The Power of Small Business
When I was about 8 or 9 years old I went on an African safari. It was incredible. The mosquitos were the size of hummingbirds and they flew at me with lighting speeds. Fortunately the bug netting around my hat kept me protected from their attacks. I hung on to the rope harness strapped around the elephant's head for dear life. Thick underbrush scraped against the tough hide of the giant creature's legs. They reminded me of tree trunks, plodding across the earth. Dust swirled each time the pachyderm flapped its giant ears in the hot sun.
Off in the distance I could hear the roar of a lion. It was far enough away to sound intriguing, any closer and I would have been terrified. Startled by the warning siren, a gazelle darted across the clearing. The guide spoke to the animals in a gentle and monotone voice. I found this odd. I would have assumed that a creature of this size would only respond to loud volume voices.
It was an incredible adventure - that I experienced all in the parking lot at Neiman's Family Market (Alpena IGA at the time). I did not, in fact, go on a real African safari but had an opportunity to ride an elephant at the grocery store parking lot while the circus was in town.
My Aunt Lois worked at the store and took my brother and I to town for the occasion. But the opportunity inspired my imagination to transport me to a world that I had never experienced. After the ride I went on to read books about Africa and was interested in learning more about the home of these exotic species. It was something so simple yet so inspirational to me. I learned that there was more to the world than life on our family farm. The experience ignited a fire in me to want to explore and learn more about our planet.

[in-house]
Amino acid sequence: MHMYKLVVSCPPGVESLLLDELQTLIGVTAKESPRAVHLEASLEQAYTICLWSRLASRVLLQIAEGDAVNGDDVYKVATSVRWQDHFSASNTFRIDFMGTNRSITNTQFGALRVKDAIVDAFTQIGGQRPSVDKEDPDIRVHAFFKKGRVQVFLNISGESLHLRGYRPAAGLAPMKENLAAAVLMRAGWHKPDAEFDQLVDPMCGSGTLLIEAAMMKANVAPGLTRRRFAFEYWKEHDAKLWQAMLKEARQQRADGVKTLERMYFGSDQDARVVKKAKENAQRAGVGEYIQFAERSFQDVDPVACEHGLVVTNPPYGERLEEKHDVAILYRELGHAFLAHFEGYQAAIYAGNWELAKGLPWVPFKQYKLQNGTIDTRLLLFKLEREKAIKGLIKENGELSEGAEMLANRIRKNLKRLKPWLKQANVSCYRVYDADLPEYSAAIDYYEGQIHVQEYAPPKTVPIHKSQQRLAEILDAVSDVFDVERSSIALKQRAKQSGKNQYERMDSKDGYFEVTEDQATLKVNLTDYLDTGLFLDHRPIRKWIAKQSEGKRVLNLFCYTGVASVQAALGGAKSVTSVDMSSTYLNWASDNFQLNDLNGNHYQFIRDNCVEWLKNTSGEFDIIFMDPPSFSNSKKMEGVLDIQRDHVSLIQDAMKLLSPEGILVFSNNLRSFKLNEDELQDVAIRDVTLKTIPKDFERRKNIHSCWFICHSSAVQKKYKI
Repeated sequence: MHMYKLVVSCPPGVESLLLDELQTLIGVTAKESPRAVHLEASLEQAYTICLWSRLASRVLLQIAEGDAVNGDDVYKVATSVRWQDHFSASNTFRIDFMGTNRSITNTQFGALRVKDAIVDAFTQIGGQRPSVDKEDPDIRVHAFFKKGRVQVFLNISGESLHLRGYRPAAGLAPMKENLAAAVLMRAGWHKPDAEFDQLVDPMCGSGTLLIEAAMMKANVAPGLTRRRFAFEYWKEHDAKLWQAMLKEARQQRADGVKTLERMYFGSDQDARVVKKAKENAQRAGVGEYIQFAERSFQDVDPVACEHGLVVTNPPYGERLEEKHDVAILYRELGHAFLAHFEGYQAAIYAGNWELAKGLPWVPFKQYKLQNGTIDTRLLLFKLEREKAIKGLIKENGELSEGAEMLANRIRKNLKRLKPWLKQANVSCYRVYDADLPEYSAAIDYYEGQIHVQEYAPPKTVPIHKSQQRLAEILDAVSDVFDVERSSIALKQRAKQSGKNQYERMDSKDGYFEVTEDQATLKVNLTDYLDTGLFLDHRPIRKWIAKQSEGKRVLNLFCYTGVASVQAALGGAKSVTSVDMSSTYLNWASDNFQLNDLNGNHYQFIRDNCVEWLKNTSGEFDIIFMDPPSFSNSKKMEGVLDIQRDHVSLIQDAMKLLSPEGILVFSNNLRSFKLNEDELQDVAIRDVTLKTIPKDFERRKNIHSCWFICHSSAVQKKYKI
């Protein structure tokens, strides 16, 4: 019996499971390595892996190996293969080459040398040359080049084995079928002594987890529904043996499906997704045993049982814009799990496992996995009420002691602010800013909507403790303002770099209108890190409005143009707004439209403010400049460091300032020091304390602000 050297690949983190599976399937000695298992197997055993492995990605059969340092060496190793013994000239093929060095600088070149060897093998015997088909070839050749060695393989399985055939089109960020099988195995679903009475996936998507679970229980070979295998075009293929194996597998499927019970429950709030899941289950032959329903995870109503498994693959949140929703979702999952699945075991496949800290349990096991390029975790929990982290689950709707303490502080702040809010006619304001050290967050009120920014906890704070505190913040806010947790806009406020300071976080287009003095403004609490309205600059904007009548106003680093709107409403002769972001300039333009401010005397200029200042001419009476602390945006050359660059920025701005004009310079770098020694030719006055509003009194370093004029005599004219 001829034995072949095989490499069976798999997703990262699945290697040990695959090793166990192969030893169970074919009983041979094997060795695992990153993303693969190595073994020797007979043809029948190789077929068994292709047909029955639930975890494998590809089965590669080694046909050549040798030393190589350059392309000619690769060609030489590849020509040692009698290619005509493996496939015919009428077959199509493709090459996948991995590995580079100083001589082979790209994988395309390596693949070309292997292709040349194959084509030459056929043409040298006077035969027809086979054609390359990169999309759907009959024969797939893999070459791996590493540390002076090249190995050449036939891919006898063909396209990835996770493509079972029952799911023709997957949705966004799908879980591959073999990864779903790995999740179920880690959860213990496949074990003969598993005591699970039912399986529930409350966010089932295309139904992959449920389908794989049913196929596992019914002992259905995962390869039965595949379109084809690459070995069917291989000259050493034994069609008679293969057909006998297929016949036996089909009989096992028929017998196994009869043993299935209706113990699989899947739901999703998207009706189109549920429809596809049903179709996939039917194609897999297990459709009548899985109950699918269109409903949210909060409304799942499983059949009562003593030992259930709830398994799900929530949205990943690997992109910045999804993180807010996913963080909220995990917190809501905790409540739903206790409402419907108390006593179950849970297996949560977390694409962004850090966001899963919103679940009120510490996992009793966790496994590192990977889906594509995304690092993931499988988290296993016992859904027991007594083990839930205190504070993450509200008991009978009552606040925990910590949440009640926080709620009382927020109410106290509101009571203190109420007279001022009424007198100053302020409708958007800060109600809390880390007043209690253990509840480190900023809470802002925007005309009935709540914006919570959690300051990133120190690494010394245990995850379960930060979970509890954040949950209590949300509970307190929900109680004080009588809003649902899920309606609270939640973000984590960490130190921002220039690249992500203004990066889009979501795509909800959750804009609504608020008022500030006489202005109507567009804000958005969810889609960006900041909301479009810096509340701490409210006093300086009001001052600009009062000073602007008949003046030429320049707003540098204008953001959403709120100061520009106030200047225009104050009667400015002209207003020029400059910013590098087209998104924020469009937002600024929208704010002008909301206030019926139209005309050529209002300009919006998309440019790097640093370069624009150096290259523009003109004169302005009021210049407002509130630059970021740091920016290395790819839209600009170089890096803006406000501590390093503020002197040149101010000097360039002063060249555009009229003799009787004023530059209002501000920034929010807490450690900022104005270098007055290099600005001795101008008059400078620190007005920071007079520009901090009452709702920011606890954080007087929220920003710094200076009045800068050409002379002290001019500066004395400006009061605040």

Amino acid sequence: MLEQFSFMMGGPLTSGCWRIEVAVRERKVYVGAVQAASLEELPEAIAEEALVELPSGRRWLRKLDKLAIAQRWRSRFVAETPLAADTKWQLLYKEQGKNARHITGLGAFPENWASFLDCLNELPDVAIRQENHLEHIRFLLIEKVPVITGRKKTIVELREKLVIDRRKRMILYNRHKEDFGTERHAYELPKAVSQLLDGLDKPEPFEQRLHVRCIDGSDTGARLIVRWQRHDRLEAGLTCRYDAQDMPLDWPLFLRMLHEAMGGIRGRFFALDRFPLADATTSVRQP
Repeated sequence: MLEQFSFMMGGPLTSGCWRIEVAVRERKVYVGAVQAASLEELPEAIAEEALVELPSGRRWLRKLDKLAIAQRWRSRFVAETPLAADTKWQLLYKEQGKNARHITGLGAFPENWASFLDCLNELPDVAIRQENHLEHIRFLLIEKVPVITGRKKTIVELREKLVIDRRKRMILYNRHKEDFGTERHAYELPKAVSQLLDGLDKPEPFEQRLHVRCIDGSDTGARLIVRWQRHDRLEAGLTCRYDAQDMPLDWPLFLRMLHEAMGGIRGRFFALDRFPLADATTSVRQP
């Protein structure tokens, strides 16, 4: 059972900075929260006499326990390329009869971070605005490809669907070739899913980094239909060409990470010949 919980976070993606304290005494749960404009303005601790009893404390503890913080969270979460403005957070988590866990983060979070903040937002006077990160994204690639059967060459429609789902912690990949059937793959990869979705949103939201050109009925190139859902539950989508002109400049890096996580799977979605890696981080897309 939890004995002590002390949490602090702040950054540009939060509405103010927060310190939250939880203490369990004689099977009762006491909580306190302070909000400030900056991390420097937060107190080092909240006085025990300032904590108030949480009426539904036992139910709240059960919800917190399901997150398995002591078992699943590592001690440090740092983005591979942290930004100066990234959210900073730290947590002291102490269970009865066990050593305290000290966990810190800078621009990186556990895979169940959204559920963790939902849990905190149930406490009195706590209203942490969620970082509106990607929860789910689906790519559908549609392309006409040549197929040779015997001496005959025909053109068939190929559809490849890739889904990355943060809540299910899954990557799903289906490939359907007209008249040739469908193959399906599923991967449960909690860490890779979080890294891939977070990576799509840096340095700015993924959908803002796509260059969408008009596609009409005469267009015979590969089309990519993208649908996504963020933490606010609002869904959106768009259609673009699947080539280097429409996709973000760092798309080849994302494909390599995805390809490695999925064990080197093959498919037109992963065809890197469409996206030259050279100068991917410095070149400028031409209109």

This is the power of small business.
At a recent Good Morning Alpena breakfast I asked Hal Neiman if he remembered when he brought the elephant to his store. He surely did and I learned that he had invited circus animals on various other occasions for the public to see throughout the years.
What does a circus animal have to do with groceries? Probably not much but it sure did attract attention, brought people to the store, and perhaps, inspired other young minds to explore the world.
Often times I talk to business owners who feel that big box retailers are the death of their business. While it is a possibility, it is certainly not a guarantee. Small business has the power to change the world. Interactions can be personal. Real connections can be formed. And, lasting relationships can be built. Loyalty is built on relationships. When I shop at Neiman's I feel a personal connection to the store.
Hal doesn't know I'm writing about him today. But I wanted to share this brief vignette of just one example of how a local business has inspired my life. While I don't buy everything at this store I do have certain things that I don't buy anywhere else. Through out-of-the-box thinking and an unending dedication to always wanting to offer more they have earned my loyalty and are the reason why a "real" African safari is on my bucket list.
As a local business owner, what can you do to inspire your community?
Mary Beth Stutzman's Inspiring A-Town runs bi-weekly on Tuesdays. Follow Mary Beth on Twitter @mbstutz.